What can these sceptics have been doing that so annoys the great and the good? They sound worse than terrorists. Actually, sceptics have pretty well all been purged already: look what happened to Johnny Ball and David Bellamy at the BBC. Spot the sceptic on the Climate Change Committee. Find me a sceptic within the Department of (energy and) Climate Change. Frankly, the sceptics are a ragtag bunch of mostly self-funded guerrillas, who have made little difference to policy — let alone caused the floods.
On floods, the skeptics agree with the IPCC:
The Koch Brothers have “distorted democracy”, held a “war on climate”, built a vast network of “climate disinformation think tanks”, and we can apparently blame them for “congressional inaction“. But now (oh No) Greenpeace, DeSmog, Think Progress, Naomi Oreskes and fan-followers must be in meltdown, for it turns out there are 58 more powerful forces in US politics! Donations to US political parties were tallied from 1989 – 2012 by Open Secrets and the most powerful donors by far are the unions.
Washington Examiner: “Six of the top 10 are … wait for it … unions. They gave more than $278 million, with most of it going to Democrats.
These are familiar names: AFSCME ($60.6 million), NEA ($53.5 million), IBEW ($44.4 million), UAW ($41.6 million), Carpenters & Joiners ($39.2 million) and SEIU ($38.3 million).
In other words, the six biggest union donors in American politics gave 15 times more to mostly Democrats than the Evil Koch Bros.
Others in the top ten were AT&T, Goldman Sachs, and ActBlue. Three quarters of the top 16 donors sent most of their money to the Democrats. The other quarter split it between both sides of politics. All up, the unions dominated the donor [...]
Christopher Booker explains in The Spectator that it’s not global warming that caused such ghastly floods in the UK, but incompetence and a Green EU wetland plan. He lives near Somerset, (SW England) so he started investigating the rising water six weeks ago — which has now become widespread inundation there, with damages estimated at over £100 million.
(Click to enlarge) Map of Somerset floods | From this BBC page.
As usual, this was a process of small government becoming collectivized big-government.
In the Spectator he writes that before 1996, local groups of farmers and engineers managed the drains, but in 1996 the EA (Environmental Agency) took over. Regular dredging stopped happening, the pumping stations were neglected (or stopped, see the link to the note from the Ghost below), and the local drainage boards found it hard to get anything done with the EA red tape. Then things got worse. In 2002, “the Baroness Young of Old Scone, a Labour peeress, became the agency’s new chief executive”. As Booker goes on to note, she used to run the Royal Society for the Protection of Birds and Natural England, not that that’s a bad thing per se, just that she [...]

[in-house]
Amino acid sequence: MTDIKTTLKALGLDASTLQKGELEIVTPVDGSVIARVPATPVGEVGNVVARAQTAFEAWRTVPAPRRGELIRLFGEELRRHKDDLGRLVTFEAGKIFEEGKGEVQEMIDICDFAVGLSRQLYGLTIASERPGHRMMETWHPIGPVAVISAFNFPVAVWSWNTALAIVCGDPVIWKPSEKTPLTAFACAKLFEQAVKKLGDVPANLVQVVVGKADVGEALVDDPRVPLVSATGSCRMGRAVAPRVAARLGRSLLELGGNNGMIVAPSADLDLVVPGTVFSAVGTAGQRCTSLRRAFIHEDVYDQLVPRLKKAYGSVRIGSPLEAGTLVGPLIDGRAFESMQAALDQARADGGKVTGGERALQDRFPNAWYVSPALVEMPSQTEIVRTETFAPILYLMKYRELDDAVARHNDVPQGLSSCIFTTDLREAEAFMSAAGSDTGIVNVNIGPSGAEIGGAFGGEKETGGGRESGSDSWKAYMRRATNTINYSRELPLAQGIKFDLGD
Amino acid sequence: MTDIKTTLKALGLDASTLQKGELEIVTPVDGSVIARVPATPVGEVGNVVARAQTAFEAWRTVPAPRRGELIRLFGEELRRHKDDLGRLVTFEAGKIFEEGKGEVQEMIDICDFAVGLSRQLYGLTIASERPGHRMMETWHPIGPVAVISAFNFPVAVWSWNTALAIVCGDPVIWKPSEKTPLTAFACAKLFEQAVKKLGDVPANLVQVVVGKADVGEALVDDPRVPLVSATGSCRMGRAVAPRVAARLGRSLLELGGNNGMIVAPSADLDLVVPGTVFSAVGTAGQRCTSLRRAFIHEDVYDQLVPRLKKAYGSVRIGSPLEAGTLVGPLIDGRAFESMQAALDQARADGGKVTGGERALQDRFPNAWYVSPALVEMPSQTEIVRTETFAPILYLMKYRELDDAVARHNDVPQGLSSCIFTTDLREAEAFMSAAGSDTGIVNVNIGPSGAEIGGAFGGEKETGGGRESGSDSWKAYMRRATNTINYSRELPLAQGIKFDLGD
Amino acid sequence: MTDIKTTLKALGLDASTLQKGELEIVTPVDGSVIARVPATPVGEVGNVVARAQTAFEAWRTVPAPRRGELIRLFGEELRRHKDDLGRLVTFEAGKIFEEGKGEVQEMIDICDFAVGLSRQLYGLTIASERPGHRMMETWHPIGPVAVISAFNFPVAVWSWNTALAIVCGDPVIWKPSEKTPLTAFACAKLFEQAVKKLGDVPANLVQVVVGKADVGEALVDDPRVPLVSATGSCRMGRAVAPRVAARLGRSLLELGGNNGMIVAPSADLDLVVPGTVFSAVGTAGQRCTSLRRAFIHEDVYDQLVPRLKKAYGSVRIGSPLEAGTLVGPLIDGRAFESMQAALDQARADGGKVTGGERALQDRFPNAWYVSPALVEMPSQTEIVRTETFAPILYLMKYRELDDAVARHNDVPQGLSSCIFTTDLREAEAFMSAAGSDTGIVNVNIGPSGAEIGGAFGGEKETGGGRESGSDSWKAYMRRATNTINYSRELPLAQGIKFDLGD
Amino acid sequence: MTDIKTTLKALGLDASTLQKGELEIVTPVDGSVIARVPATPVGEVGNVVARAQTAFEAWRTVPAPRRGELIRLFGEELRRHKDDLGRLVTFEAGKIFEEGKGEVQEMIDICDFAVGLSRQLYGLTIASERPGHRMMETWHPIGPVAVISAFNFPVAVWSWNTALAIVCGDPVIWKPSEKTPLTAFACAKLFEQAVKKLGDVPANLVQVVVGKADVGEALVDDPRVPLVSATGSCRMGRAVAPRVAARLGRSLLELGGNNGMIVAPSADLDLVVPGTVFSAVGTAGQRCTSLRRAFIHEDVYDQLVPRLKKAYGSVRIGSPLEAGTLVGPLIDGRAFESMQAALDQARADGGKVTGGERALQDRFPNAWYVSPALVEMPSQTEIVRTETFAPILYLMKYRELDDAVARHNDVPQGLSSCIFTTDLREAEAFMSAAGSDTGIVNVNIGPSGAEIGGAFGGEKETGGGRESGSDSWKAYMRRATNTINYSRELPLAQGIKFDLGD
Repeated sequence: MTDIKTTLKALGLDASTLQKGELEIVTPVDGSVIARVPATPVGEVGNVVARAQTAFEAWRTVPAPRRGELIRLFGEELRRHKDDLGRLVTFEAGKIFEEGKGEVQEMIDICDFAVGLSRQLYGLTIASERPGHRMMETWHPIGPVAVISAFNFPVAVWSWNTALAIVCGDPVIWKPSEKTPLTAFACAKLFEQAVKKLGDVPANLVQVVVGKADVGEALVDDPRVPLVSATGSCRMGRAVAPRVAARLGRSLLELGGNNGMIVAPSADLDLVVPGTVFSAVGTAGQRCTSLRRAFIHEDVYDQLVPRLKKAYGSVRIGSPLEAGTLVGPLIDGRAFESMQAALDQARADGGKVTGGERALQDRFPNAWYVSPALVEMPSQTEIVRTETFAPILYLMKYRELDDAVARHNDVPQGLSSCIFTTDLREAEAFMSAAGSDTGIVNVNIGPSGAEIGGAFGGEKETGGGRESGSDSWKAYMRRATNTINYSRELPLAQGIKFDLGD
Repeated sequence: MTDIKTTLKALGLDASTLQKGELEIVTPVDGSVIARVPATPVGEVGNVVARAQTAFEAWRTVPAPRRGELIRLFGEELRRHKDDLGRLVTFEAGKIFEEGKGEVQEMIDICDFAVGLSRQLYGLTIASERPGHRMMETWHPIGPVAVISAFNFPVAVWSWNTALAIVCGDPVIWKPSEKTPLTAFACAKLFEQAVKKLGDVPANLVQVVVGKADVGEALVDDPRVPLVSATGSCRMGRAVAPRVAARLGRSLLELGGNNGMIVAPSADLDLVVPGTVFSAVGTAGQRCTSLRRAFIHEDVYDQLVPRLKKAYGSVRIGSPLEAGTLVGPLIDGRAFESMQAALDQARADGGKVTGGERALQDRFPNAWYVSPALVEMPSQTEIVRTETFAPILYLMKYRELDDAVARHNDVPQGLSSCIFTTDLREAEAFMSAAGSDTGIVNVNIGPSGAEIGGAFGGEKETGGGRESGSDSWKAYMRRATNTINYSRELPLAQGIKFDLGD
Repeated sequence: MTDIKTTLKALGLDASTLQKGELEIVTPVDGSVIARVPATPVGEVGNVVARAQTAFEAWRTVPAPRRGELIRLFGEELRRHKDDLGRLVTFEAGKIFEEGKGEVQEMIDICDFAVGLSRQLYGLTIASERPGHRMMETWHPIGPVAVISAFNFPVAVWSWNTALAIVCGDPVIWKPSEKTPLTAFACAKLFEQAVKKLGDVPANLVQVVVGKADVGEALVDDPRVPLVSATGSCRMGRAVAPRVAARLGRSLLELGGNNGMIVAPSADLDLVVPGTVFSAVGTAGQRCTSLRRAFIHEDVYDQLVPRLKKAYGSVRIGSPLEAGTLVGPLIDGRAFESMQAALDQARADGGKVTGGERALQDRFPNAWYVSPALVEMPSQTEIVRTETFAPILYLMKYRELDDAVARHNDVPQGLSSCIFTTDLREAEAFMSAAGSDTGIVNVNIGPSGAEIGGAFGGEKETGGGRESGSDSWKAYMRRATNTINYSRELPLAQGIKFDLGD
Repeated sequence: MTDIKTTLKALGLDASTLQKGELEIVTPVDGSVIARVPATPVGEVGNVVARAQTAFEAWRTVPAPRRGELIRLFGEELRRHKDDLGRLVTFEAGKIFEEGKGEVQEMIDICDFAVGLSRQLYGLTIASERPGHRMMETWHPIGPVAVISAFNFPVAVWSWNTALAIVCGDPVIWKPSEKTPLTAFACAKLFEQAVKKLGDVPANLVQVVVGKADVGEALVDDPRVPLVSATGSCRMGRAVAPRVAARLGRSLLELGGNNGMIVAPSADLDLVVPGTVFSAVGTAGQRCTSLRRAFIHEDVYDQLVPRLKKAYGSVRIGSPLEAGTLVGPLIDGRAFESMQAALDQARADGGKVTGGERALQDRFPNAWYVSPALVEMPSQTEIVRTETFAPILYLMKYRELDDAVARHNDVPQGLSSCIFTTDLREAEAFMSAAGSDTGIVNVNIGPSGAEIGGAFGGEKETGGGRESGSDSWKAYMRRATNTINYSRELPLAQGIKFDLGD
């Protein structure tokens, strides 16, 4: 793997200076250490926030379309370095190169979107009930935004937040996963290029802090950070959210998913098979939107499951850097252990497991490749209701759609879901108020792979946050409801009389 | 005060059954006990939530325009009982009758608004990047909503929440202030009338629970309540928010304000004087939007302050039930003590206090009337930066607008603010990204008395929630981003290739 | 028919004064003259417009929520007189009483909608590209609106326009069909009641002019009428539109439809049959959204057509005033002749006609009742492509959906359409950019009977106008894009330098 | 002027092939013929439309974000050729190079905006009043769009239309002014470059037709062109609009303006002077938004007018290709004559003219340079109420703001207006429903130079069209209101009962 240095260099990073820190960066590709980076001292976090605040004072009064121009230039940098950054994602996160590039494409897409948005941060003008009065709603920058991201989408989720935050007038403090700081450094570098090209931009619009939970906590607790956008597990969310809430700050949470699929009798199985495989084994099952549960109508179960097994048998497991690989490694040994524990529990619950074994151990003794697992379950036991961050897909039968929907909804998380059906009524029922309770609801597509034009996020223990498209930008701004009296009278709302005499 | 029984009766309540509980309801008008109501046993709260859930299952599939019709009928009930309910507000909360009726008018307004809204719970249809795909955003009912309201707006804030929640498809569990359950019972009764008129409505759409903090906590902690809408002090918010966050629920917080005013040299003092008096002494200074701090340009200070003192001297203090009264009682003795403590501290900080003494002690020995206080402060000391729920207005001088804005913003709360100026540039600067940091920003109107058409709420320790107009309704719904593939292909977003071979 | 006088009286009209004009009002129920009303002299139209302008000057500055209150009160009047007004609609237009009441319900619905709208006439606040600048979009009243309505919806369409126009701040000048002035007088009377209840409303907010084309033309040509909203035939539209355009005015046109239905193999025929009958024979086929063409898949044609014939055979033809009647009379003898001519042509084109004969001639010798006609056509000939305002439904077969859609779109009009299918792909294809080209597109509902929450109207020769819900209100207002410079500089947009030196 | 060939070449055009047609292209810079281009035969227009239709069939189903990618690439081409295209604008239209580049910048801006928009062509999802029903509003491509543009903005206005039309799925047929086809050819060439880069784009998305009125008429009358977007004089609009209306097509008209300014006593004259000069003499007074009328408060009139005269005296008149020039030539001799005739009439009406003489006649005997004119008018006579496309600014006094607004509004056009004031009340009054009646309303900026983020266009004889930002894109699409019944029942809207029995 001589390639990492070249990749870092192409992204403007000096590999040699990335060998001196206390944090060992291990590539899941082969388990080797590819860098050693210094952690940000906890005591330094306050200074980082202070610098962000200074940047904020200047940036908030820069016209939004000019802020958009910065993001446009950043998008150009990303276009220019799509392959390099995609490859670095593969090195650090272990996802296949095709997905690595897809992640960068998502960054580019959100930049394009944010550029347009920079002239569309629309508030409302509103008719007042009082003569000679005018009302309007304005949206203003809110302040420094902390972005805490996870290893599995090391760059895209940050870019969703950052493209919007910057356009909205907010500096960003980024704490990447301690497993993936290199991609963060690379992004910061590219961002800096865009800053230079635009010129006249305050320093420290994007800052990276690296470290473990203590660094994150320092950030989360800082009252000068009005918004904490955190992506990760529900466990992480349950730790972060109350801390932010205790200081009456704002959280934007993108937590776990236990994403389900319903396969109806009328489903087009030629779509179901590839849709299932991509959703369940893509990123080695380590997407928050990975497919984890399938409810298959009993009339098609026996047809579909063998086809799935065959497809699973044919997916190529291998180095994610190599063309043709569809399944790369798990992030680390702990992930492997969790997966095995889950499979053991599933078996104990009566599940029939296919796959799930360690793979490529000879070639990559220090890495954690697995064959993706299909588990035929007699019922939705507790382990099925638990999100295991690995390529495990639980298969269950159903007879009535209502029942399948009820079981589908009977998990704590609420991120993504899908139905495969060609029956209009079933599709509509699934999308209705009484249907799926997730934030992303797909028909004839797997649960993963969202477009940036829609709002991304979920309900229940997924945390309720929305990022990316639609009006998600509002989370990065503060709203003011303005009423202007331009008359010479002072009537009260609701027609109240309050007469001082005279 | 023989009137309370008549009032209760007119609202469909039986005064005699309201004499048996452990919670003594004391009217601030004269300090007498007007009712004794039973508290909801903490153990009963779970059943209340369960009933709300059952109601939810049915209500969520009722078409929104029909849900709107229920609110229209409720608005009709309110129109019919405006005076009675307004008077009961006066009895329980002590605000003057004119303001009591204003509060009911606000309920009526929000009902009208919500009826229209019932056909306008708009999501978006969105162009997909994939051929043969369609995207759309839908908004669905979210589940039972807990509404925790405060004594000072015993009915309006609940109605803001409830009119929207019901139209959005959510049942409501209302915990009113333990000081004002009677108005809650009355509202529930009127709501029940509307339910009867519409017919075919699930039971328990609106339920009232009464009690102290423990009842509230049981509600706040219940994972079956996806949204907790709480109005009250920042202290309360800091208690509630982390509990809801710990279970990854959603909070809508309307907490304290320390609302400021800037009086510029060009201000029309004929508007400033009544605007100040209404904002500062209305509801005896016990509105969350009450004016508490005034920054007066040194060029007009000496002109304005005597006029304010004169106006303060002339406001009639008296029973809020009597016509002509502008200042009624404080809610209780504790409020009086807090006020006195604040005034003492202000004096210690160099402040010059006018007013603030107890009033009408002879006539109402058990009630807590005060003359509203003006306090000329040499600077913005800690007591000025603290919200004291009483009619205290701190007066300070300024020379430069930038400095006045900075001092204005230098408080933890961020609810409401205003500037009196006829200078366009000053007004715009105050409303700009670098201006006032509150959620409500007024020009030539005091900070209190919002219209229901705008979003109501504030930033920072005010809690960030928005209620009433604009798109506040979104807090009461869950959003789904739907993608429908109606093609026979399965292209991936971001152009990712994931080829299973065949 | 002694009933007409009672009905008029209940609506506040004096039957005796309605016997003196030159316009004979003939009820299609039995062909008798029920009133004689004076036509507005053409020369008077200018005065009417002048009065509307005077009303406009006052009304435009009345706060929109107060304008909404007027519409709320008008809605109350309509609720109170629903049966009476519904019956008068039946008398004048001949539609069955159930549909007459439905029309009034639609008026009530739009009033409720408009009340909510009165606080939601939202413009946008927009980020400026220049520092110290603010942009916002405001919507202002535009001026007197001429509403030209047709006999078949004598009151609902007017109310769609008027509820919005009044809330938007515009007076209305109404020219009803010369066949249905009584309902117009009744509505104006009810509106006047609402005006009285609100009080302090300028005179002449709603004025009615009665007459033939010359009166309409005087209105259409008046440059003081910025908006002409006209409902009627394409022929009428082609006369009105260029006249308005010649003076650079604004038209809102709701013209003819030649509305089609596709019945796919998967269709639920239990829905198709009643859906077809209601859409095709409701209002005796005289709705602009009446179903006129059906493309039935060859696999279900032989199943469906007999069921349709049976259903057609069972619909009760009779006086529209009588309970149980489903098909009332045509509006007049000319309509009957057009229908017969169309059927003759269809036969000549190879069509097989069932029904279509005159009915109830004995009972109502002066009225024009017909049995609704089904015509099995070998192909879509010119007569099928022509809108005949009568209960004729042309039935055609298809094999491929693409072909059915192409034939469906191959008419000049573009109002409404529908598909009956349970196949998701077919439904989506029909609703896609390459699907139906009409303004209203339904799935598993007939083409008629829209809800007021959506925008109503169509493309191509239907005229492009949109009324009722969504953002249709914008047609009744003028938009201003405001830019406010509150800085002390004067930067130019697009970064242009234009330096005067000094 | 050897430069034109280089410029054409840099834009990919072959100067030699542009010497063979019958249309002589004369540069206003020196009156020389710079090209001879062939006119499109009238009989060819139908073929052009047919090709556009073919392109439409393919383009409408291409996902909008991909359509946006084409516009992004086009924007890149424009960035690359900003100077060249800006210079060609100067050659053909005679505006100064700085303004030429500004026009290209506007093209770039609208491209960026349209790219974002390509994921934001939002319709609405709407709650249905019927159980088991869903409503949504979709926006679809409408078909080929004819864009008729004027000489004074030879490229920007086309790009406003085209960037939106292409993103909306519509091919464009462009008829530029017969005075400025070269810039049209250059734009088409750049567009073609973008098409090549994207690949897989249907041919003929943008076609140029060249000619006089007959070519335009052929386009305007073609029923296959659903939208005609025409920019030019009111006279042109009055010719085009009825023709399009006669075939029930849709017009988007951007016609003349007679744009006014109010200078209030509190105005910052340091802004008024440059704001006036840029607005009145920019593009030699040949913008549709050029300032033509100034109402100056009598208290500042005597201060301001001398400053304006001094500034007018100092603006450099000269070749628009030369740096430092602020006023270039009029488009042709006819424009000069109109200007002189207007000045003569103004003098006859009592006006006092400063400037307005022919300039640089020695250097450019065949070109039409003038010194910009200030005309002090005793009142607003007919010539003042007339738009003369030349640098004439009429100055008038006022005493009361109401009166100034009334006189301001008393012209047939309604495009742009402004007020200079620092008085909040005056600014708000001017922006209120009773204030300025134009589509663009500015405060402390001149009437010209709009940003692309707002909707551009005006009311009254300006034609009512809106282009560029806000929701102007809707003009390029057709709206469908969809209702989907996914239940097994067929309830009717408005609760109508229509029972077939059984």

50,000 years ago a bit of wayward rock about 50m across met Earth and left this 1200m wide crater in Arizona.
Ponder the momentum of 50m bit of rock that left a hole over a kilometer wide and 200m deep.
If one was coming. Would we know?
…(Click to enlarge) Photo not by JoNova
Thanks to NASA and The Earth Observatory
UPDATE: JoeV in comments adds an interesting link to Tracking space junk at Satview.org. An old satellite is coming in right now. It’s over Alaska (moving fast) at 153km high and falling quickly. Cosmos 1220, a Soviet era military surveillance satellite. Eddie adds a different link which suggests Cosmos is expected to crash into the Pacific in hours. Amazing what you can find out on the Internet.
Tick off Argument from Ignorance from this weeks Climate Bingo card.
Scientists who can’t predict temperature trends, clouds, rain, or humidity, are telling us that greenhouse gases must have caused the extreme summer last year because, they don’t have a clue what else might have done it. Journalists, editors, and scores of conference goers apparently fell for it.
THE extreme temperatures that ravaged Australia last year cannot be explained by anything other than greenhouse gas, the nation’s biggest annual meeting of climate scientists heard in Hobart yesterday.
Researcher Sophie Lewis told the Australian Meteorological and Oceanographic Society conference about her hunt for reasons behind the extreme summer, which coincided with Tasmania’s January 2013 summer.
Notice the brazen ambition here — they pretend that they can predict, understand, and model “natural climate variation”:
“It is nearly impossible to explain it from natural climate variation. Greenhouse gases are needed to explain this,’’ the University of Melbourne researcher said.
So figure perhaps, that if they knew all the forces in natural variability they might be able to predict the climate?
Remember, this is 95% certainty talking to you. Basically, they are “not wrong” because no one can predict the climate. [...]